Atmos. Chem. Phys. Discuss., 10, 19811-19844, 2010
www.atmos-chem-phys-discuss.net/10/19811/2010/
doi:10.5194/acpd-10-19811-2010
© Author(s) 2010. This work is distributed
under the Creative Commons Attribution 3.0 License.
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This discussion paper has been under review for the journal Atmospheric Chemistry and Physics (ACP). Please refer to the corresponding final paper in ACP.
An extended secondary organic aerosol formation model: effect of oxidation aging and implications
F. Yu
Atmospheric Sciences Research Center, State University of New York, Albany, New York, USA

Abstract. The widely used 2-product secondary organic aerosol (SOA) formation model has been extended in this study to consider the volatility changes of secondary organic gases (SOGs) arising from the aging process. In addition to semi-volatile SOG (SV-SOG) and medium-volatile SOG (MV-SOG), we add a third component representing low-volatile SOG (LV-SOG) and design a scheme to transfer MV-SOG to SV-SOG and SV-SOG to LV-SOG associated with oxidation aging. This extended SOA formation model has been implemented in a global aerosol model (GEOS-Chem) and the co-condensation of H2SO4 and LV-SOG on pre-existing particles is explicitly simulated. We show that, over many parts of the continents, LV-SOG concentrations are generally a factor of ~2–20 higher than those of H2SO4 and LV-SOG condensation significantly enhances particle growth rates. Comparisons of the simulated and observed evolution of particle size distributions in a boreal forest site (Hyytiälä, Finland) clearly show that LV-SOG condensation is critical in order to bring the simulations closer to the observations. With the new SOA formation scheme, annual mean SOA mass increases by a fact of 2–10 in many parts of the boundary layer and reaches above 1 μg m−3 in most parts of the main continents. As a result of enhanced surface area and reduced nucleation rates, the new scheme generally decreases the concentration of condensation nuclei larger than 10 nm (CN10) by 3–30% in the lower boundary layer, which slightly improves agreement between simulated annual mean CN10 values and those observed in 21 surface sites around the globe. SOG oxidation aging and LV-SOG condensation substantially increases the concentration of cloud condensation nuclei at a water supersaturation ratio of 0.2%, ranging from ~3–10% over a large fraction of oceans to ~10–100% over major continents. Our study highlights the importance for global aerosol models to explicitly account for the oxidation aging of SOGs and their contribution of particle growth.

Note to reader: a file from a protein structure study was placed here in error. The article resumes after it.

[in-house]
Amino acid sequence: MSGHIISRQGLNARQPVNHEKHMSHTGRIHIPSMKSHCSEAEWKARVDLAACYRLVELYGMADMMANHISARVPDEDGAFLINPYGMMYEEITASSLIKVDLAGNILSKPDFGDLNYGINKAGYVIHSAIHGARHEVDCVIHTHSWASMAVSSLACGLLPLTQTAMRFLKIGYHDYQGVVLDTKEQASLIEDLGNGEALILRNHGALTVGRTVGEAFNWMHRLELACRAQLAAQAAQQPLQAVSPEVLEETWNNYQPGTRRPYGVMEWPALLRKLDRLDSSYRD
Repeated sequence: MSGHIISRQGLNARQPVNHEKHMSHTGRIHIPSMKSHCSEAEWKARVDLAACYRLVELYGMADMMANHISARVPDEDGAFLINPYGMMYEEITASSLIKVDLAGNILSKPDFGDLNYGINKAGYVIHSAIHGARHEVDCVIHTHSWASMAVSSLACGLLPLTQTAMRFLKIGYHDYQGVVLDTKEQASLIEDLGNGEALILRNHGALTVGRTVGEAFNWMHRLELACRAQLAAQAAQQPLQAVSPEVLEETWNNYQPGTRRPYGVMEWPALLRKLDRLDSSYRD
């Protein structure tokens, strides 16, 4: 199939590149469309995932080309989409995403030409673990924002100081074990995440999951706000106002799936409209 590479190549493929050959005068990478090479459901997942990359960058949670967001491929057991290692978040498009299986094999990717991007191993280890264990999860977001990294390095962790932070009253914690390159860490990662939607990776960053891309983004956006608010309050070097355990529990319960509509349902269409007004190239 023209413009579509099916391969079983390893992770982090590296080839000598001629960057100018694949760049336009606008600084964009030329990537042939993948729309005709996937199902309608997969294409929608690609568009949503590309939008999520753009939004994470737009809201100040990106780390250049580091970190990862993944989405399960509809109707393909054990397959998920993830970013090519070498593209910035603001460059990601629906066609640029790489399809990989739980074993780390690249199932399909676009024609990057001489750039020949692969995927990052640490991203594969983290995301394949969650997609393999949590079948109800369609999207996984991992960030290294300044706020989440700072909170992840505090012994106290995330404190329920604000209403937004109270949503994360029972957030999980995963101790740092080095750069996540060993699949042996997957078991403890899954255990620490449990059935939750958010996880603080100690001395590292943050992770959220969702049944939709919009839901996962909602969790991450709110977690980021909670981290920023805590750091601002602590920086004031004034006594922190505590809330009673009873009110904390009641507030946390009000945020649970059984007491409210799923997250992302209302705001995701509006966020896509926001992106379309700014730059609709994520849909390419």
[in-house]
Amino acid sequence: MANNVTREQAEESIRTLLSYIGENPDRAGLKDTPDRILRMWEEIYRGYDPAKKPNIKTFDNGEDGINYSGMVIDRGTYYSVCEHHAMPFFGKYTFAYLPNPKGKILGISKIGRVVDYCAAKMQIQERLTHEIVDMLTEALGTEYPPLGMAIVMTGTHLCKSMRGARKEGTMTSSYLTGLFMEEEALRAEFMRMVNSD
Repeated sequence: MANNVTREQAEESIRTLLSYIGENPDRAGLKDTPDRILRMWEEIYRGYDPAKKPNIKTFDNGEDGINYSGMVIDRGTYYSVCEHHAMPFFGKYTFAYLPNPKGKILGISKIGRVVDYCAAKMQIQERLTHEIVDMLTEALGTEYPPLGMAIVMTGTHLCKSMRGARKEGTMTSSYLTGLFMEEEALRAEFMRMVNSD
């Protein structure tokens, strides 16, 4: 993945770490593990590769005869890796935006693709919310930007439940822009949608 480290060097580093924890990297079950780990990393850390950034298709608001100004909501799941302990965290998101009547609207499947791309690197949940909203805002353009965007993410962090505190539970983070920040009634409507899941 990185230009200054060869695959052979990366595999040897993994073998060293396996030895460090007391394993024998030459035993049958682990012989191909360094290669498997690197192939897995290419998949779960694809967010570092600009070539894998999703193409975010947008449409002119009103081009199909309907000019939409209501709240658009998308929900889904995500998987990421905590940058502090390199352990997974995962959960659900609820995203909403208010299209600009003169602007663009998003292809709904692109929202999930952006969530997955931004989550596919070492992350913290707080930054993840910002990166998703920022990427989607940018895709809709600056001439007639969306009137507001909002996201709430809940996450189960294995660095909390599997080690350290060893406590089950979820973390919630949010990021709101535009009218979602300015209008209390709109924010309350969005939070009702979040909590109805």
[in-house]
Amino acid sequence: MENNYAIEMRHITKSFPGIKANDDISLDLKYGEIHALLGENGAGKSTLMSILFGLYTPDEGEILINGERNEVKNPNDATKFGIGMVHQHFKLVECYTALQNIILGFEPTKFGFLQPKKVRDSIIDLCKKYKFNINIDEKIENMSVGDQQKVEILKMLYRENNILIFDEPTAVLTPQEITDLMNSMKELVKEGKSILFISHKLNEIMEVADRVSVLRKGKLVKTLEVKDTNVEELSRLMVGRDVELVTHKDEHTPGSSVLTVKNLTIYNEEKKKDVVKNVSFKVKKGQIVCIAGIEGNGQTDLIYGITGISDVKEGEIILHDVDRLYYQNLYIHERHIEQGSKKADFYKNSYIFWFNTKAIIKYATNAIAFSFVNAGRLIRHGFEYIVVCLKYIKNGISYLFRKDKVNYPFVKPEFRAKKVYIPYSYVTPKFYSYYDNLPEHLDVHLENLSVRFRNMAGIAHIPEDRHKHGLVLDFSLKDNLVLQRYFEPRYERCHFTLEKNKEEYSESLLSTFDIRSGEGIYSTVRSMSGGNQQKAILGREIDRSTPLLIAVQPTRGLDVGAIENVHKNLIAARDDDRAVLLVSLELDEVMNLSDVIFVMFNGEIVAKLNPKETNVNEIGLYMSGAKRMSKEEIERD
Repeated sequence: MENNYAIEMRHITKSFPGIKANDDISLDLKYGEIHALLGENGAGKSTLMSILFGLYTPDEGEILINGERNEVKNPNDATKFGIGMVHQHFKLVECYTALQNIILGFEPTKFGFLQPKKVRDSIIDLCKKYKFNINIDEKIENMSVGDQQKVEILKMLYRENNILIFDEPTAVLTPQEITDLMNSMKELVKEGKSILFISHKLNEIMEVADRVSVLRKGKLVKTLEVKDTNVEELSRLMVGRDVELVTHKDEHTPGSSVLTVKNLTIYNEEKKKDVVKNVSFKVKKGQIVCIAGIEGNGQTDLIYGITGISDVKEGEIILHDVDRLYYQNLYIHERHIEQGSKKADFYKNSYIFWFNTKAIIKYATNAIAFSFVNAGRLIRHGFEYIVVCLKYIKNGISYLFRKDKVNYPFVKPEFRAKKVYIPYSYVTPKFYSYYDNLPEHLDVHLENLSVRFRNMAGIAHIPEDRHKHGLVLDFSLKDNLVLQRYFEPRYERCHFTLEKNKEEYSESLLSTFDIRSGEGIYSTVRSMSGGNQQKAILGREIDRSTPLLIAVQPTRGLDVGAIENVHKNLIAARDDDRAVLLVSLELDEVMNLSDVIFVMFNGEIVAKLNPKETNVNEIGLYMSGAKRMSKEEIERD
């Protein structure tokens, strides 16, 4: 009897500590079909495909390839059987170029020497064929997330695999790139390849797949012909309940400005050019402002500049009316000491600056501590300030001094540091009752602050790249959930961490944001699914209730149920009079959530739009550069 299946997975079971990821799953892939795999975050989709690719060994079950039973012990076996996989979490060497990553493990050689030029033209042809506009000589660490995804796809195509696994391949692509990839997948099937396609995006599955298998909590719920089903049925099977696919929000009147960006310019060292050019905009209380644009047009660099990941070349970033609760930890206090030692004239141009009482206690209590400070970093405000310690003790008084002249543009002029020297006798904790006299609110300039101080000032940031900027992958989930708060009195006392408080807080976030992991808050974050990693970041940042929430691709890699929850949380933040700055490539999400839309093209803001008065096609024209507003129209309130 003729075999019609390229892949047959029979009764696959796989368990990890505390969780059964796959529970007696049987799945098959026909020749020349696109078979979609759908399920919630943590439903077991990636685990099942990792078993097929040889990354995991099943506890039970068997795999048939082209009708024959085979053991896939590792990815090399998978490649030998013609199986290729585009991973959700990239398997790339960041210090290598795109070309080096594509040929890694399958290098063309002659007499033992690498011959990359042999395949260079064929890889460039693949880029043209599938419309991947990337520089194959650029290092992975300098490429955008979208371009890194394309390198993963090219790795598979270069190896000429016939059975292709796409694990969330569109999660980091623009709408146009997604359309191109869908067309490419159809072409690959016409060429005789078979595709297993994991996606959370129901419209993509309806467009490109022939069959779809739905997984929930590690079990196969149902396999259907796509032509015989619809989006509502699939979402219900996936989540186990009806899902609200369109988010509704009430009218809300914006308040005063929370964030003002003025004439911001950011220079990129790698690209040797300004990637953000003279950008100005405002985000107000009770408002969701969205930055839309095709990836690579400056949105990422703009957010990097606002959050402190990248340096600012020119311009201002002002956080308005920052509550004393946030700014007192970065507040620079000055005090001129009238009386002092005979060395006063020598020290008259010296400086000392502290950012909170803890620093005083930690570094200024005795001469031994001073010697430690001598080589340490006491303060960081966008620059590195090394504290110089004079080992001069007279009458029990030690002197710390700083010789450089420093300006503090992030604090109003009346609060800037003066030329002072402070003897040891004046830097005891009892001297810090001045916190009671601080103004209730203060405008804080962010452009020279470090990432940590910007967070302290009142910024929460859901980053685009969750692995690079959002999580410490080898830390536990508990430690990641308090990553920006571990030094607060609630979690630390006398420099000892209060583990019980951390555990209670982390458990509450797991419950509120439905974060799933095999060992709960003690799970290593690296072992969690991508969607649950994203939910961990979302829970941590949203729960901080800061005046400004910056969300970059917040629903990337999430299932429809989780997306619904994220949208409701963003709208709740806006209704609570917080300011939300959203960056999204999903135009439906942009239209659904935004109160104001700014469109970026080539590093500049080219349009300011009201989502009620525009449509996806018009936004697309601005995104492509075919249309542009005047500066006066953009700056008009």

Citation: Yu, F.: An extended secondary organic aerosol formation model: effect of oxidation aging and implications, Atmos. Chem. Phys. Discuss., 10, 19811-19844, doi:10.5194/acpd-10-19811-2010, 2010.
 
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